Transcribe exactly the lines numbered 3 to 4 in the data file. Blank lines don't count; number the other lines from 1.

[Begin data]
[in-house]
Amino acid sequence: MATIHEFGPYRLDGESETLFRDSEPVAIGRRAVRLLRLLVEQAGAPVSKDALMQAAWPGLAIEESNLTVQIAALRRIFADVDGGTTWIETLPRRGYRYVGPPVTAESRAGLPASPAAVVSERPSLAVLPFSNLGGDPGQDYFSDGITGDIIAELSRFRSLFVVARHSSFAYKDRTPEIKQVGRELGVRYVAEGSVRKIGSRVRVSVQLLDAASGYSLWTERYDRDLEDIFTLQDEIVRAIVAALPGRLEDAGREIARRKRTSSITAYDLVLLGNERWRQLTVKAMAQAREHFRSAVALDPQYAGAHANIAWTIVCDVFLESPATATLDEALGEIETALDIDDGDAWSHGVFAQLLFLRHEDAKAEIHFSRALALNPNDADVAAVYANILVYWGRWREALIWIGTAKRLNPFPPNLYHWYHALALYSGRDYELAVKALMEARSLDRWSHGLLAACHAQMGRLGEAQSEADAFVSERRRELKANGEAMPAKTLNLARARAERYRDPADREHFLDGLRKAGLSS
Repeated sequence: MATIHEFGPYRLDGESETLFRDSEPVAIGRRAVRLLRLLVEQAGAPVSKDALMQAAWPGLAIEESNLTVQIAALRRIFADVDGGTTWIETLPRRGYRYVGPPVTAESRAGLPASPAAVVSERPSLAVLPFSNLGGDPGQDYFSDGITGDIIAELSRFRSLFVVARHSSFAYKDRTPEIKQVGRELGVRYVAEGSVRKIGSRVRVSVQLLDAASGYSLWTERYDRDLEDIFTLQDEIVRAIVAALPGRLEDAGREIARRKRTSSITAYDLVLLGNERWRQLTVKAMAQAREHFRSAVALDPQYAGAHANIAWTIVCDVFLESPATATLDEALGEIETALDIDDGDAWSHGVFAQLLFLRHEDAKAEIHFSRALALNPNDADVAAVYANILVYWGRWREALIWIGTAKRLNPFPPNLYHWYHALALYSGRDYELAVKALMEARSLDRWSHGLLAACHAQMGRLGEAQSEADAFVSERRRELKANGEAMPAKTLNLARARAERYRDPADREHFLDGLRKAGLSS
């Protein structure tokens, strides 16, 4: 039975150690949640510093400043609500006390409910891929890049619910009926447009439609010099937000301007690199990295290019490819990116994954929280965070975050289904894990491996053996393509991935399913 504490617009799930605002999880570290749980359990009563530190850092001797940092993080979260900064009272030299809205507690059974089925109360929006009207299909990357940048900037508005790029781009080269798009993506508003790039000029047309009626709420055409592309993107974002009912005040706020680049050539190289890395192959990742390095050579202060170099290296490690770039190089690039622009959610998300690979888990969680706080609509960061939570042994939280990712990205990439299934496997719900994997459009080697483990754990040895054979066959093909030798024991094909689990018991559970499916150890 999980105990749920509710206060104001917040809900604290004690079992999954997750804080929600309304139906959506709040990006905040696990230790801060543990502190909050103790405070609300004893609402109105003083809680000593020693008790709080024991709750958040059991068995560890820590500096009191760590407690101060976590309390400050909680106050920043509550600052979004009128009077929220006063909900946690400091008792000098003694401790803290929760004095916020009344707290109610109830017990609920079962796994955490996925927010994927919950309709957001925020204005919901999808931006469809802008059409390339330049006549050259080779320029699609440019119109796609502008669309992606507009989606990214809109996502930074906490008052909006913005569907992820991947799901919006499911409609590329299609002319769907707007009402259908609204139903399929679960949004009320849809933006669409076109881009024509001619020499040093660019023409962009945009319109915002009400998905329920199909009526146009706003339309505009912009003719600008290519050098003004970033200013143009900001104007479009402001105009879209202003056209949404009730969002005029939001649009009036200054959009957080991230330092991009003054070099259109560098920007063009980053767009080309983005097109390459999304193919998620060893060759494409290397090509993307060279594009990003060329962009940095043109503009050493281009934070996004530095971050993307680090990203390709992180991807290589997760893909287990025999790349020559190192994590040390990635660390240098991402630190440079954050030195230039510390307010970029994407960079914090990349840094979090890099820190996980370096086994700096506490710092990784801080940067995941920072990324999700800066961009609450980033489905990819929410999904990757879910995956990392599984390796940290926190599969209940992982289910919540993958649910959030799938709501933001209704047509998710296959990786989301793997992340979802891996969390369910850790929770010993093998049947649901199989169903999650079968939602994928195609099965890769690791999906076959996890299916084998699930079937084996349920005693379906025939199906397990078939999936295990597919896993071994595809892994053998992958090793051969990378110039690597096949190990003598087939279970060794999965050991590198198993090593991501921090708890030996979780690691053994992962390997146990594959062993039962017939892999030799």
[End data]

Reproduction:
Repeated sequence: MATIHEFGPYRLDGESETLFRDSEPVAIGRRAVRLLRLLVEQAGAPVSKDALMQAAWPGLAIEESNLTVQIAALRRIFADVDGGTTWIETLPRRGYRYVGPPVTAESRAGLPASPAAVVSERPSLAVLPFSNLGGDPGQDYFSDGITGDIIAELSRFRSLFVVARHSSFAYKDRTPEIKQVGRELGVRYVAEGSVRKIGSRVRVSVQLLDAASGYSLWTERYDRDLEDIFTLQDEIVRAIVAALPGRLEDAGREIARRKRTSSITAYDLVLLGNERWRQLTVKAMAQAREHFRSAVALDPQYAGAHANIAWTIVCDVFLESPATATLDEALGEIETALDIDDGDAWSHGVFAQLLFLRHEDAKAEIHFSRALALNPNDADVAAVYANILVYWGRWREALIWIGTAKRLNPFPPNLYHWYHALALYSGRDYELAVKALMEARSLDRWSHGLLAACHAQMGRLGEAQSEADAFVSERRRELKANGEAMPAKTLNLARARAERYRDPADREHFLDGLRKAGLSS
């Protein structure tokens, strides 16, 4: 039975150690949640510093400043609500006390409910891929890049619910009926447009439609010099937000301007690199990295290019490819990116994954929280965070975050289904894990491996053996393509991935399913 504490617009799930605002999880570290749980359990009563530190850092001797940092993080979260900064009272030299809205507690059974089925109360929006009207299909990357940048900037508005790029781009080269798009993506508003790039000029047309009626709420055409592309993107974002009912005040706020680049050539190289890395192959990742390095050579202060170099290296490690770039190089690039622009959610998300690979888990969680706080609509960061939570042994939280990712990205990439299934496997719900994997459009080697483990754990040895054979066959093909030798024991094909689990018991559970499916150890 999980105990749920509710206060104001917040809900604290004690079992999954997750804080929600309304139906959506709040990006905040696990230790801060543990502190909050103790405070609300004893609402109105003083809680000593020693008790709080024991709750958040059991068995560890820590500096009191760590407690101060976590309390400050909680106050920043509550600052979004009128009077929220006063909900946690400091008792000098003694401790803290929760004095916020009344707290109610109830017990609920079962796994955490996925927010994927919950309709957001925020204005919901999808931006469809802008059409390339330049006549050259080779320029699609440019119109796609502008669309992606507009989606990214809109996502930074906490008052909006913005569907992820991947799901919006499911409609590329299609002319769907707007009402259908609204139903399929679960949004009320849809933006669409076109881009024509001619020499040093660019023409962009945009319109915002009400998905329920199909009526146009706003339309505009912009003719600008290519050098003004970033200013143009900001104007479009402001105009879209202003056209949404009730969002005029939001649009009036200054959009957080991230330092991009003054070099259109560098920007063009980053767009080309983005097109390459999304193919998620060893060759494409290397090509993307060279594009990003060329962009940095043109503009050493281009934070996004530095971050993307680090990203390709992180991807290589997760893909287990025999790349020559190192994590040390990635660390240098991402630190440079954050030195230039510390307010970029994407960079914090990349840094979090890099820190996980370096086994700096506490710092990784801080940067995941920072990324999700800066961009609450980033489905990819929410999904990757879910995956990392599984390796940290926190599969209940992982289910919540993958649910959030799938709501933001209704047509998710296959990786989301793997992340979802891996969390369910850790929770010993093998049947649901199989169903999650079968939602994928195609099965890769690791999906076959996890299916084998699930079937084996349920005693379906025939199906397990078939999936295990597919896993071994595809892994053998992958090793051969990378110039690597096949190990003598087939279970060794999965050991590198198993090593991501921090708890030996979780690691053994992962390997146990594959062993039962017939892999030799």